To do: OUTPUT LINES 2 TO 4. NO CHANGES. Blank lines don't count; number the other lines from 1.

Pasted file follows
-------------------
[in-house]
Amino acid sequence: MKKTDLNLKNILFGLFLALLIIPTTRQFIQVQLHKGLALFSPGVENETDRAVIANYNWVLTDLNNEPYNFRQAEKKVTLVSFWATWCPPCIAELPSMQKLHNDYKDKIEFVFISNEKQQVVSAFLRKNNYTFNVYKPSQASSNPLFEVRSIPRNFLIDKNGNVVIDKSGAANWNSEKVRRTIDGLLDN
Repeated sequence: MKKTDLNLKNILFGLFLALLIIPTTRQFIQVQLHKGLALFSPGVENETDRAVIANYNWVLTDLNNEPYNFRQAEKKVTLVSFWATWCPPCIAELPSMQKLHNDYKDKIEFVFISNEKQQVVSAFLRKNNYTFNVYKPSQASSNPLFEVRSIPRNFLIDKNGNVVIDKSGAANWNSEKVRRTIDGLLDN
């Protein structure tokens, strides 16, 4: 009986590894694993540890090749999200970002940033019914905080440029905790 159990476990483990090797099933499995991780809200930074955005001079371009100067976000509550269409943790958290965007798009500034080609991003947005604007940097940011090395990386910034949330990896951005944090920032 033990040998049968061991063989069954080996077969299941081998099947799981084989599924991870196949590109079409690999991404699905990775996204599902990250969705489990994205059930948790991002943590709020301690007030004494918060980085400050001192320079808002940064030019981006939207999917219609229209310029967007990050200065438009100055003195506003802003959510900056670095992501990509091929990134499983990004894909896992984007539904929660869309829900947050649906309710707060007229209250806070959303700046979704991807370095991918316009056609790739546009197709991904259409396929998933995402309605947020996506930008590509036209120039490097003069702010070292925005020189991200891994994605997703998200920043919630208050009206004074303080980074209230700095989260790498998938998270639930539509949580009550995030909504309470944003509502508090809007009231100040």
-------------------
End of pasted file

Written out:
Amino acid sequence: MKKTDLNLKNILFGLFLALLIIPTTRQFIQVQLHKGLALFSPGVENETDRAVIANYNWVLTDLNNEPYNFRQAEKKVTLVSFWATWCPPCIAELPSMQKLHNDYKDKIEFVFISNEKQQVVSAFLRKNNYTFNVYKPSQASSNPLFEVRSIPRNFLIDKNGNVVIDKSGAANWNSEKVRRTIDGLLDN
Repeated sequence: MKKTDLNLKNILFGLFLALLIIPTTRQFIQVQLHKGLALFSPGVENETDRAVIANYNWVLTDLNNEPYNFRQAEKKVTLVSFWATWCPPCIAELPSMQKLHNDYKDKIEFVFISNEKQQVVSAFLRKNNYTFNVYKPSQASSNPLFEVRSIPRNFLIDKNGNVVIDKSGAANWNSEKVRRTIDGLLDN
């Protein structure tokens, strides 16, 4: 009986590894694993540890090749999200970002940033019914905080440029905790 159990476990483990090797099933499995991780809200930074955005001079371009100067976000509550269409943790958290965007798009500034080609991003947005604007940097940011090395990386910034949330990896951005944090920032 033990040998049968061991063989069954080996077969299941081998099947799981084989599924991870196949590109079409690999991404699905990775996204599902990250969705489990994205059930948790991002943590709020301690007030004494918060980085400050001192320079808002940064030019981006939207999917219609229209310029967007990050200065438009100055003195506003802003959510900056670095992501990509091929990134499983990004894909896992984007539904929660869309829900947050649906309710707060007229209250806070959303700046979704991807370095991918316009056609790739546009197709991904259409396929998933995402309605947020996506930008590509036209120039490097003069702010070292925005020189991200891994994605997703998200920043919630208050009206004074303080980074209230700095989260790498998938998270639930539509949580009550995030909504309470944003509502508090809007009231100040």